Out of 60 ambulance drivers only 4 made it to SKIMS till noon on Monday
Many alleged ‘manhandling’, some asked to go back, others hauled to police stations by force
By Dilnaz Boga
Srinagar, September 17: On Monday when 17 people were killed and over 200 people were injured in the clashes across the Kashmir Valley, only four out of 60 ambulance drivers were able to reach for duty by noon at the Valley’s premium medical facility, Sher-e-Kashmir Institute of Medical Sciences, Soura. The remaining 56 drivers were ‘targeted’ by the police and the troopers and ‘not allowed’ to report to work during the imposition of a strict curfew.
Monday, being the bloodiest day in Kashmir in the last three months since the unrest began, with 17 killed and over 200 injuries, several staff members of the hospital could not make it to the institute because of the strict curfew imposed by the authorities.
Said Dr Syed Amin Tabish, Superintendent of the Institute, “If our staff cannot report to work because of the curfew, the shifts of those who are in the hospital is extended. If a doctor works for eight hours, we extend their shift to 24 hours. What choice do we have?”
Speaking to one of the four drivers who managed to make his way to the hospital by early in the morning. Abdul Rashid (57), an ambulance driver, said the Central Reserve Police Force (CRPF) personnel manhandled him on his way to the hospital while picking up hospital staff along the way. “They stopped me at 9 am, pulled me out of the vehicle and tore my curfew pass.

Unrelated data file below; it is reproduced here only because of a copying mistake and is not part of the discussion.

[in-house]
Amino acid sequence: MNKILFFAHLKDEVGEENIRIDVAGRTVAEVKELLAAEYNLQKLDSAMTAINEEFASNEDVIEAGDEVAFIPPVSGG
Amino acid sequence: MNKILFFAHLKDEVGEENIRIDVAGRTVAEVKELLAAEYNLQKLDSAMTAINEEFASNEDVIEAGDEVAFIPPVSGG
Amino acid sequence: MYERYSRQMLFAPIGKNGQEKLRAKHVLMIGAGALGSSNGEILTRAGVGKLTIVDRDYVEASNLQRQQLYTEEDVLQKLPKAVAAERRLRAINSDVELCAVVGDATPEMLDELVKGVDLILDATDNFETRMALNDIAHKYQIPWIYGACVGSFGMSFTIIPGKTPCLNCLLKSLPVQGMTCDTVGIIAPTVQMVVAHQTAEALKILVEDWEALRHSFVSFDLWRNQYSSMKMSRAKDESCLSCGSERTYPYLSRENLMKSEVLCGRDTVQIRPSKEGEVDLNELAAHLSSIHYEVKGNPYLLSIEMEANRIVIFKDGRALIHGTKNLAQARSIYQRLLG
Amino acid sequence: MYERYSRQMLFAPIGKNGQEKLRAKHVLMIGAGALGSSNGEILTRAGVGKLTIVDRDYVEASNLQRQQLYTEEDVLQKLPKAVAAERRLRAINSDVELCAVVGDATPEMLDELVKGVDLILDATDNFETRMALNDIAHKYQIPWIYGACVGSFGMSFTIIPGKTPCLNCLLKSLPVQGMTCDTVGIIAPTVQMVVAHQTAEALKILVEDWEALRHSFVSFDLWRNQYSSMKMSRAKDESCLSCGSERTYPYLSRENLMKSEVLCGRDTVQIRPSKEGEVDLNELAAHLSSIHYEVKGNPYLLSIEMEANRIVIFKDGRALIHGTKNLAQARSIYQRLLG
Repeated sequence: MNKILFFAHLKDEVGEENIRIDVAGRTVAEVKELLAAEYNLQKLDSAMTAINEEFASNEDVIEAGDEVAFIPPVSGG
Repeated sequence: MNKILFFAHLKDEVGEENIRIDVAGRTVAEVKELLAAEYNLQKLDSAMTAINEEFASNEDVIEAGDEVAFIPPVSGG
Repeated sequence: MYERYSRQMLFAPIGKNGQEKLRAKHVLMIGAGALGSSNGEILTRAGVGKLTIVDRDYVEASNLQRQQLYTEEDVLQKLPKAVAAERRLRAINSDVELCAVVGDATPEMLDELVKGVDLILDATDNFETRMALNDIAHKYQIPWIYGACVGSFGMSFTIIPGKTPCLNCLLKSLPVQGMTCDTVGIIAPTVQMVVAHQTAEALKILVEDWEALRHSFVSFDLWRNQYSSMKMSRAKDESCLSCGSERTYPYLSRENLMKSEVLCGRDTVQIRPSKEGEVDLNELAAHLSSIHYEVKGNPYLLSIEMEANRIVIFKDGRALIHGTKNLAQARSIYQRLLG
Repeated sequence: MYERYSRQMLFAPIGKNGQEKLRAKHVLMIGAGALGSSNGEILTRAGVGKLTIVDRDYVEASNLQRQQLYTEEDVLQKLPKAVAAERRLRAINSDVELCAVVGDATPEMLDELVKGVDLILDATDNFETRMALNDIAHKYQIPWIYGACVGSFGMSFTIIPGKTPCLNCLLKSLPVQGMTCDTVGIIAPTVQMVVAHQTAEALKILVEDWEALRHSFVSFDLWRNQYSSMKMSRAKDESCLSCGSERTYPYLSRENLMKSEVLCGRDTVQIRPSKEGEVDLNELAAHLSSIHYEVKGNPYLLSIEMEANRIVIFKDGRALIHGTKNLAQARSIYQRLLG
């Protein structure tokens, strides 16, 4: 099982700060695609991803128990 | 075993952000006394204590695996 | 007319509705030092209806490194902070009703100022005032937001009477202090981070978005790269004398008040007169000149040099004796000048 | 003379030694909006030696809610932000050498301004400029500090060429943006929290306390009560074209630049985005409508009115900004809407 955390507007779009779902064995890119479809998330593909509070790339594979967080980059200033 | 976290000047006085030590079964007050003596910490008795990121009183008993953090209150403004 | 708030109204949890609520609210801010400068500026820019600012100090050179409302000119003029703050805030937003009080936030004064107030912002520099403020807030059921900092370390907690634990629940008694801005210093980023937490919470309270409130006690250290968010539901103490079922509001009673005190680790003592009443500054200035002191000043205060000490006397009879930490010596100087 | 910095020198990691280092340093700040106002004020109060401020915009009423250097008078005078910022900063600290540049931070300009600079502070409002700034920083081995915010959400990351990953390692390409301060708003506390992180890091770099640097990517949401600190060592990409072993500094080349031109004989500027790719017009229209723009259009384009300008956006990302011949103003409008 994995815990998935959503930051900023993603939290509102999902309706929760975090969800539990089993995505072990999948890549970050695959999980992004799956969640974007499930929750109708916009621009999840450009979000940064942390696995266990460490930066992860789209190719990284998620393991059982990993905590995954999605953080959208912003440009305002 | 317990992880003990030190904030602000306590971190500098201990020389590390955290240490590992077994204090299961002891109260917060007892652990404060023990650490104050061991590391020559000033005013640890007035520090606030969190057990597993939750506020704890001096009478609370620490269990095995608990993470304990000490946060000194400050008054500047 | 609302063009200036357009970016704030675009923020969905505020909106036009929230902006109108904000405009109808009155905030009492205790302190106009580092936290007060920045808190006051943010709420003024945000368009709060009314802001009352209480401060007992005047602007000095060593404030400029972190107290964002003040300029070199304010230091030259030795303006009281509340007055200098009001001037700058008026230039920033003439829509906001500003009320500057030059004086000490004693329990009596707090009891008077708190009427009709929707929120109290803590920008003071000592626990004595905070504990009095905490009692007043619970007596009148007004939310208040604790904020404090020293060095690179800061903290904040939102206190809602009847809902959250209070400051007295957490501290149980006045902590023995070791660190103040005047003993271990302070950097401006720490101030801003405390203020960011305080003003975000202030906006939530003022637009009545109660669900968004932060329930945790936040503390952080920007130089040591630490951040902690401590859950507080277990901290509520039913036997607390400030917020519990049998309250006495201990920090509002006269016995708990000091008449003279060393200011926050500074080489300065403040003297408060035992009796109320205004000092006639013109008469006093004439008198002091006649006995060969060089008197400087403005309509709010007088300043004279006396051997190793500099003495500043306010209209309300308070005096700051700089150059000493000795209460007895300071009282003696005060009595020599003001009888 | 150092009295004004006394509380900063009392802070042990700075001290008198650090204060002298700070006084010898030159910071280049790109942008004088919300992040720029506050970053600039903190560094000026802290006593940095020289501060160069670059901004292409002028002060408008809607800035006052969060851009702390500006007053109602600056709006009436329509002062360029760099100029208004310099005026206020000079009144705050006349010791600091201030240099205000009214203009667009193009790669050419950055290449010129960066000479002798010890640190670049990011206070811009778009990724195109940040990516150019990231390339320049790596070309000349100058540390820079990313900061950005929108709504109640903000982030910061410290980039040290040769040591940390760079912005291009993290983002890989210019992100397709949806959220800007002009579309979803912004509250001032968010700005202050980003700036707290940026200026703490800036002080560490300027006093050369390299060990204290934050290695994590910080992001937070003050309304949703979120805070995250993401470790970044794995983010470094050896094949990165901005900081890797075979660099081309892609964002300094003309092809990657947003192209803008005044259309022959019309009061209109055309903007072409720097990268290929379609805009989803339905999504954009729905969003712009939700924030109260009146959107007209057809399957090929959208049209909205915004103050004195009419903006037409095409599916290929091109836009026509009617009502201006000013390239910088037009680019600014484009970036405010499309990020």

“The man abused me and struck his rifle butt on the door of the ambulance. I would have been seriously hurt had the
door not been there. This, despite explaining to him who I was and how it was important for me to get to work.”
He added, “I told him I had doctors with me who needed to be dropped to the hospital and that I was only doing my job, but he didn’t listen. How can we put our lives on the line by stepping out of our homes to do our jobs everyday? If this is the way they will treat us we won’t risk our lives coming to work. I have nine children, who will look after my family if something happens to me?” Rashid’s other colleague was also detained in Ganderbal by the law enforcement authorities.
Rashid said that he’s been driving ambulances for over 20 years. “This has never happened before,” he said. After the CRPF stooped him, Rashid was taken to the police station and held there for an hour, after which he was released. He made it to the hospital after being stopped and questioned several times by groups of forces en route, after he was released.
On Monday, out of 60 drivers only four drivers managed to reach work. Two of the others who had attempted to come to work were not allowed to reach the hospital. “If this continues, the hospital will become non-functional, said Bashir Ahmed (42), another driver.
He added, “In Magarmal Bagh yesterday, they let one ambulance through and didn’t let my vehicle through. They tore my curfew pass and detained me in the Shahidgad police station. After making several calls to the authorities they let us go. Upon release they caught us again in another area.”
A senior doctor said that this problem could seriously affect the way the hospital functions. “You can see for yourself the conditions under which we operate,” he lamented.
“The paramilitary forces and the police are not ready to listen to us at all. Our safety is only at home. If employees can’t reach, this institute will shut,” Ahmed said.
Rashid also said that it was not only the drivers but also the attendants who accompany the patients who have been targeted. “Forces only let one attendant to go through. If there are three more attendants they make them get off the ambulance and stand on the road. Is this fair?” he asked.
Contributed by Dilnaz Boga who is a senior journalist based in Srinagar reports for Kashmir Dispatch.